• Main Idea

    The Blame Game

    At its core, this speech gets to the heart of how we respond to adversity in our lives.

    And we're talking about real adversity, not the "my phone is about to die" kind of misfortune which, while certainly frustrating, hardly qualifies as genuine hardship. (Although there's nothing like the cold sweat-inducing panic that losing your charger induces.)

    According to the American people, the issue is clear: there's not enough oil, not enough jobs, and not enough economic growth. President Jimmy Carter, however, interjects more than fifty shades of grey into the seemingly black-and-white issue, questioning if it's not our reaction to these circumstances that is to blame, wondering if some of our beliefs and habits aren't at least partially at fault for America's current situation.

    Questions About Main Idea

    1. Who or what was to blame for America's dependence on foreign energy?
    2. Were Americans justified in thinking pessimistically about their future? Why or why not?
    3. Why did OPEC have so much power to control oil prices?
    4. What measures did Jimmy Carter propose regarding energy independence?

    Chew on This

    President Jimmy Carter committed a major faux paux by ignoring the realities of a struggling economy and blaming the nation's struggles on a poor attitude and lack of confidence.

    Carter's calls for energy independence and reduced oil consumption, although largely unsuccessful during his presidency, can be viewed as the first step toward a national discussion on climate change and environmental activism.

  • Brief Summary

    The Set-Up

    Think of the relationship between President Jimmy Carter and the American people as a marriage. For richer or for recession, in oil shortage and in health, by July of 1979, these partners were way past the honeymoon period.

    The Text

    President Jimmy Carter begins his speech by reflecting on what he has learned by listening to the American people. He empathizes with American pain and frustration over the oil shock and economic recession. His solution to these problems, however, speaks more to character and morals than to jobs and oil prices.

    That's because the middle of this speech sees a President criticizing Americans for doubting their country's future. He calls out consumerism. He hates on voter turnout. In short, he urges his countrymen to conserve more and to complain less.

    In the final section of his speech, Carter outlines specific policy proposals on energy. These proposals all follow a common theme: conservation. He establishes import quotas, vowing to never again use more foreign oil than was used in 1977. He urges Congress to require the nation's utility companies to cut oil use by 50% over the next decade. He calls on every state, city—even individual—to use less and conserve more.

    Carter believes that these measures, when coupled with the previously described gut check, will steer America back on the right course.


    President Jimmy Carter criticizes American's reaction to the oil crisis; yet what was intended to be a refined criticism is interpreted instead as a crude excuse, fueling tensions between the White House and the American people. (All oil-related puns very much intended.)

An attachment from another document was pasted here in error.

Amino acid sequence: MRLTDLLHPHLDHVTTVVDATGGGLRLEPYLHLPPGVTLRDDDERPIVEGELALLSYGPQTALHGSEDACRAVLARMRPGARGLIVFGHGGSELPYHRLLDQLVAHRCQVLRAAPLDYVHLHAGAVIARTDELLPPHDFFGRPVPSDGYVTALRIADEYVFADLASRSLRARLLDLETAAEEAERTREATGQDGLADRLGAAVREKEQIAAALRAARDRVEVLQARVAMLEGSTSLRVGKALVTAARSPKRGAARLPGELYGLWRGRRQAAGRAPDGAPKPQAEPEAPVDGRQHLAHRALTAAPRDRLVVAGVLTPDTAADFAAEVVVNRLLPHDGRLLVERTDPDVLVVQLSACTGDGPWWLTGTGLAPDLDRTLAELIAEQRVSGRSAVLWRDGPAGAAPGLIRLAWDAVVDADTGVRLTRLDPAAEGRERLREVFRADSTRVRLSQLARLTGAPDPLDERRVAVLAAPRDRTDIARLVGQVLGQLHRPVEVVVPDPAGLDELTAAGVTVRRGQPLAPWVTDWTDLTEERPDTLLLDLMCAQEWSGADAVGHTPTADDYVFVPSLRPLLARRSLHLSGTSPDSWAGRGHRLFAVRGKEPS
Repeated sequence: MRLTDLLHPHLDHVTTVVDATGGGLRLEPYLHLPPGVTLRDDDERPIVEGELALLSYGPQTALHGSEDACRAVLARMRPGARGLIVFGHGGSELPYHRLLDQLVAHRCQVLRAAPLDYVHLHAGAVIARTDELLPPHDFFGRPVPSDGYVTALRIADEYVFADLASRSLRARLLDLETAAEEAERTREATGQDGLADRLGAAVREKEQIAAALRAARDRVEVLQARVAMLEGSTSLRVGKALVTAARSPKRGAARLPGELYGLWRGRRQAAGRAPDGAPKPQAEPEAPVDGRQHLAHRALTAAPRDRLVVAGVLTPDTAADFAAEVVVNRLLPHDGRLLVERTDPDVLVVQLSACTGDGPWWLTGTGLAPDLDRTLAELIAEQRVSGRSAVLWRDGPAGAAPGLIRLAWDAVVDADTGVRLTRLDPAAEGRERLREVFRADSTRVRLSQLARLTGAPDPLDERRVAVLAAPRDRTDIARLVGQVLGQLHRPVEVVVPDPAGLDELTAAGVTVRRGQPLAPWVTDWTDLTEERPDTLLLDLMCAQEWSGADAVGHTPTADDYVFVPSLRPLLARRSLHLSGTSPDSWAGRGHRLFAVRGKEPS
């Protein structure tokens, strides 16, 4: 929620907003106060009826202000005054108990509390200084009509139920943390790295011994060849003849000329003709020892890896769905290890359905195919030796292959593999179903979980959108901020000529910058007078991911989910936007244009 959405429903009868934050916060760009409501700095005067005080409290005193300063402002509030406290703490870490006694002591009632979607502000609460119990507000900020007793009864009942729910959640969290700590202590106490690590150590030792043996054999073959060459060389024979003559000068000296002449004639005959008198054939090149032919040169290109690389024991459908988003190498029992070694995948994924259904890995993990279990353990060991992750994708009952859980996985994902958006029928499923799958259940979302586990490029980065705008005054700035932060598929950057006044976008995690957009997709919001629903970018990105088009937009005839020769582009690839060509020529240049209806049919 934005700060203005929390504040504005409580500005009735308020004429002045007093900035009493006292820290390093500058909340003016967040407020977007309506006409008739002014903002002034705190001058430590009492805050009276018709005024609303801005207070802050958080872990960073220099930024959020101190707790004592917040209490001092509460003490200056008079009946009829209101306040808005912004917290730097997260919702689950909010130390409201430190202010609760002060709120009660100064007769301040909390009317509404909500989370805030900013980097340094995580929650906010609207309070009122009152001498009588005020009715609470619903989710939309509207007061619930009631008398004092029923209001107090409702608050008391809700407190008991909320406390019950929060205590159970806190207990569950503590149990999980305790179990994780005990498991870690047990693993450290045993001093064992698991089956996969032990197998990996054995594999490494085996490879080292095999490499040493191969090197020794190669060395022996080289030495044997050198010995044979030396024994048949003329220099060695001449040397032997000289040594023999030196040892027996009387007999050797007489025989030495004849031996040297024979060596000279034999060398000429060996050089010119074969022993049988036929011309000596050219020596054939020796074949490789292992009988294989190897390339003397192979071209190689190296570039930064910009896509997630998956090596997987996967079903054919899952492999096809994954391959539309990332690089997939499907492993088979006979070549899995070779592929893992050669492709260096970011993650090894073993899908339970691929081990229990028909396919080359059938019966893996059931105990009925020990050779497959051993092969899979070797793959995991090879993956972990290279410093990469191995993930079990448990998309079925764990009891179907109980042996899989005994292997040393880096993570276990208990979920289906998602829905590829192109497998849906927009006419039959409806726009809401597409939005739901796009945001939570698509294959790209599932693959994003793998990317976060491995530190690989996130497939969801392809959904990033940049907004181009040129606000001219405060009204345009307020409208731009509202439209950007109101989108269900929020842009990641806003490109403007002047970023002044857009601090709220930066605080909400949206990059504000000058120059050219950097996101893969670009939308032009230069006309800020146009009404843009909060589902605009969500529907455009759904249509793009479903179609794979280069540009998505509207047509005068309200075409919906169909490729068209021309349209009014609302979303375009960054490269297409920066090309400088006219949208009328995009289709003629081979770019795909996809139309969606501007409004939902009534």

• Questions

    1. In his speech, President Carter contends that Americans are losing some of the values that have made them great. In particular, he is critical of materialism and consumerism, explaining that "owning things and consuming things does not satisfy our longing for meaning." (34) Do you think America as a nation is becoming too materialistic today? Explain your reasoning.
    2. Reflecting on your own sense of confidence in the United States, do you think the next five years will be better than the last five? Explain your reasoning.
    3. Think about Carter's word choice in critiquing the American people. He comments that "two-thirds of our people do not even vote." (32) He says that "the productivity of American workers is actually dropping, and the willingness of Americans to save for the future has fallen" […] (32) If you were his speechwriter, how would you have phrased these concerns to better appeal to the American people?
    4. Vice President Walter Mondale was opposed to Carter delivering this speech, arguing that the problem was not psychological but material, and that Carter should address concrete concerns like inflation and unemployment in order to rally the American people. Do you agree with Mondale? Why or why not?
    5. Critics of this speech, especially Republicans like Ronald Reagan, labeled Carter's comments as the "Malaise Speech" or an "exercise in navel-gazing." Considering American consumption habits in 1979, do you think these criticisms are justified? Explain your reasoning.
    6. In addition to specific policy proposals, President Carter calls on the American people to ration and conserve their resources. He goes as far as calling simple actions, like cutting down on unnecessary trips or using public transportation, "acts of patriotism." (63) Is President Carter justified in asking Americans to conserve and ration gasoline, even if reduces their quality of life?
    7. Why do you think Americans reacted negatively to the contents of this speech?
    8. This speech marked President Carter's fifth major speech on the need for energy independence. Why do you think Americans have been slow to transition away from gas and other fossil fuels, despite the fact that we know these are limited resources?

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